As President Barack Obama prepares to deliver his farewell address Tuesday night, he will attempt one final time to assign meaning to his presidency in front of a nation that overwhelmingly voted to usher in an era of change.
Obama told supporters he will offer his thoughts on where the country is headed, perhaps unwilling to look back as his legacy unravels behind him.
During his eight-year term in the White House, President Obama signed more than 260 executive orders. An executive order is a legally binding directive given by the president, often issued with the intent of bypassing Congress.
President-elect Trump has criticized Obama’s propensity to resort to executive orders instead of passing laws with Congressional approval, and has pledged to "cancel every unconstitutional executive action, memorandum and order issued by President Obama," the minute he begins his presidential term.
As the full range of powers associated with the executive branch is transferred into Trump’s hands, he will have the capability to effortlessly undo President Obama’s executive orders by issuing overriding executive orders of his own.
Here are some of the main areas and mandates that could be impacted as soon as Trump grabs hold of the reins of command.
As the newly minted Republican-controlled Congress gets down to business, one of its first orders has been to work on a process for repealing and replacing the Affordable Care Act. Much to the dismay of President Obama and prominent Democrats, Vice President-elect Mike Pence recently reiterated the administration’s intention of beginning the repeal process via a slew of executive orders on Day 1 of Trump’s presidency.
"We’re working now on a series of executive orders that will enable that orderly transition to take place even as Congress appropriately debates alternatives to and replacements for ObamaCare,” Pence told reporters on January 4.
While any order propping up the Affordable Care Act is likely to be immediately eliminated, Obamacare may not be the only piece of healthcare legislation on the chopping block. President Obama has issued several mandates throughout his tenure that Trump and his team can undo, including an order that removes barriers to scientific research using human stem cells and another to reduce prescription drug shortages.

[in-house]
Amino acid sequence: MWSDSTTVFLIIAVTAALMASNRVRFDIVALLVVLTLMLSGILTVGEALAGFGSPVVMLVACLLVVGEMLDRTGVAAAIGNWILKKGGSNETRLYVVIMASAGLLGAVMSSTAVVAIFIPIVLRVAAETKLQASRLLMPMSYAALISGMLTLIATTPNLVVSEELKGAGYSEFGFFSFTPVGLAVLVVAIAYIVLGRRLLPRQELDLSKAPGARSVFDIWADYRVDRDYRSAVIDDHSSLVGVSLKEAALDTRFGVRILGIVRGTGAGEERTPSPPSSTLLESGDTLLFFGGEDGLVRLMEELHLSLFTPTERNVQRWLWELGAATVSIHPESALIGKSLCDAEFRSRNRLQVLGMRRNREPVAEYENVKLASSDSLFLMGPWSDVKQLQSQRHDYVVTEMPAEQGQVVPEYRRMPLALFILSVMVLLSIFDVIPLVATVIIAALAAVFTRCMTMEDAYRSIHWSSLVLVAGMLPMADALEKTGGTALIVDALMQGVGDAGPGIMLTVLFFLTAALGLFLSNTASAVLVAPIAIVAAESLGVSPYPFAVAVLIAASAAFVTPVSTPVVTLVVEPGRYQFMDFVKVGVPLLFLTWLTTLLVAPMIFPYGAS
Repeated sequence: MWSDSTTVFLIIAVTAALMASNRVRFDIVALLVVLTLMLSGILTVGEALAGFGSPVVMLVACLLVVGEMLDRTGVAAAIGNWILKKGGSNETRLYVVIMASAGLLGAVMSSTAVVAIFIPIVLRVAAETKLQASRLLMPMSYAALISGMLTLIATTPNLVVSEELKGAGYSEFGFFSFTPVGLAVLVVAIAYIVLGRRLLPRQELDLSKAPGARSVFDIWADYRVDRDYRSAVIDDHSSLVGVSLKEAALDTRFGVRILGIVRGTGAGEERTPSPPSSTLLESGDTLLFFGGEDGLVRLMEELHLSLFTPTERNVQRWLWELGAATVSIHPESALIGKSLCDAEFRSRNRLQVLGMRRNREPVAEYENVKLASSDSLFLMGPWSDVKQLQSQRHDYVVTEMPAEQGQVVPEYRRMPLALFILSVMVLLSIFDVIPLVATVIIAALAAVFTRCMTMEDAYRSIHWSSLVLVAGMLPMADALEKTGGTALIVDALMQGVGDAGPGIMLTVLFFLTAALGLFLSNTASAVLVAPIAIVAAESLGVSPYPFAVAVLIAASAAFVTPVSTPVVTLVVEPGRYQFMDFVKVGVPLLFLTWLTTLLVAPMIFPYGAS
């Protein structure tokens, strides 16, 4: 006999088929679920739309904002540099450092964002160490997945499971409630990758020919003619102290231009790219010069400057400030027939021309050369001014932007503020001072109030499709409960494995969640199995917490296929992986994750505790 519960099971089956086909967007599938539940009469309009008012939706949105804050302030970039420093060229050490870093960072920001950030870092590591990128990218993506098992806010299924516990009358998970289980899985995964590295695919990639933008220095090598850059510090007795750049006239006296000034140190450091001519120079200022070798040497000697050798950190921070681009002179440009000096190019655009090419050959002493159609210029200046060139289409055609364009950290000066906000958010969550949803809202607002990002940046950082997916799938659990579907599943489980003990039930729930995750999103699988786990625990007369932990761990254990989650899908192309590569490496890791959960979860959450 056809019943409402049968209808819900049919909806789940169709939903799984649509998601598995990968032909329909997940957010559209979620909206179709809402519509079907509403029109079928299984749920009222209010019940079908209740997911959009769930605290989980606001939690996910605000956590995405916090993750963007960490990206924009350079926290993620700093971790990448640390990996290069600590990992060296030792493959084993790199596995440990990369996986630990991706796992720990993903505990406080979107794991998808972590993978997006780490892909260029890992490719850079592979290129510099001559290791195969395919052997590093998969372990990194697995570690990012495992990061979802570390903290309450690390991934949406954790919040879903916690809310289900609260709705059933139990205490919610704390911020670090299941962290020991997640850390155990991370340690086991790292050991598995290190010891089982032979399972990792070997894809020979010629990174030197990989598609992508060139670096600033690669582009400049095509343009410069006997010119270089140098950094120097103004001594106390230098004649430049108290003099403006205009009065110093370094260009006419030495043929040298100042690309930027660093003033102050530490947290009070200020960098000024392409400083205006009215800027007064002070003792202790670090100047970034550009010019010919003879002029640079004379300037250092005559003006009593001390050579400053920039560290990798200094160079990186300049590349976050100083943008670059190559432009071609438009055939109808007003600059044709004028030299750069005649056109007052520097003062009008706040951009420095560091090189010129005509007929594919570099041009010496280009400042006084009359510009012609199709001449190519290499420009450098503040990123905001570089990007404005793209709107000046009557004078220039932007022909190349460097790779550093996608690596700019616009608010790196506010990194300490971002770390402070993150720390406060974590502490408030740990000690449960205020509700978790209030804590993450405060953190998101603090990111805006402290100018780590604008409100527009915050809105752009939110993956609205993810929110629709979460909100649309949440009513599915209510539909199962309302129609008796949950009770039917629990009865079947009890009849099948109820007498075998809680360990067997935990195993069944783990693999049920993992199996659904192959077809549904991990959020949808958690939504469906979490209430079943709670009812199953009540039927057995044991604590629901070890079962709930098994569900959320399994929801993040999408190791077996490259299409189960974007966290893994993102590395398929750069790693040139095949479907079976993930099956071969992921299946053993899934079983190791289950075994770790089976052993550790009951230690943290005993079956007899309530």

The President-elect and his team have taken a hardline stance on immigration, vowing to remove all criminal illegal immigrants, end sanctuary cities and build an impenetrable wall on the Southern border.
Trump has promised to “immediately terminate” two executive amnesties issued by President Obama, the Deferred Action for Parents of Americans (DAPA) and the Deferred Action for Childhood Arrivals (DACA) policies.
DACA granted amnesty from deportation for illegal immigrants who came to the United States before the age of 16 but who are not yet 30, and meet certain other criteria. DAPA expands this program by removing the age control delineated under DACA, granting deferred action to illegal immigrants who have lived in the U.S. continually since 2010, and also to those who have a child who is an American citizen.
Out of the 11.3 million illegal immigrants in the United States, DAPA would allow 4.3 million a path to lawful presence, according to the U.S. Court of Appeals for the Fifth Circuit.
More than 30 of the executive orders issued by the Obama administration deal with climate change, the environment or energy policy. Throughout the campaign and transition period, Trump has made it clear that reviving America’s coal and oil industries is a top priority for the incoming administration, with a higher objective of attaining U.S. energy independence.
Some easy targets for Trump and his team to overturn without delay include regulations on reducing greenhouse gas emissions, guidelines on international development projects and an order demanding committees deciding domestic and economic policy factor in the environmental impacts of their decisions.
Trump has the power to make a big dent in President Obama’s legacy by nullifying the Clean Power Plan; a rule that enforces a national limit on the amount of carbon dioxide produced by power plants and sets goals for states to slash greenhouse gas emissions. While the rule, which Obama called a “moral obligation,” is currently under legal challenge due to a perceived overreach of authority by the Environmental Protection Agency, Trump’s EPA will likely end the dispute with a fresh interpretation of the agency’s objectives.
While many Republicans in Congress oppose the idea of tougher gun control legislation, President Obama has issued more than 20 executive orders restricting gun owners. They range from expanding background checks, to dedicating new resources to mental healthcare, to issuing a Presidential Memorandum requiring federal law enforcement officials trace recovered guns in criminal investigations.
Trump has called for the protection of the rights of “law-abiding gun owners,” as well as the right to carry in all 50 states, while agreeing with Obama about the need to reform the country’s mental health system.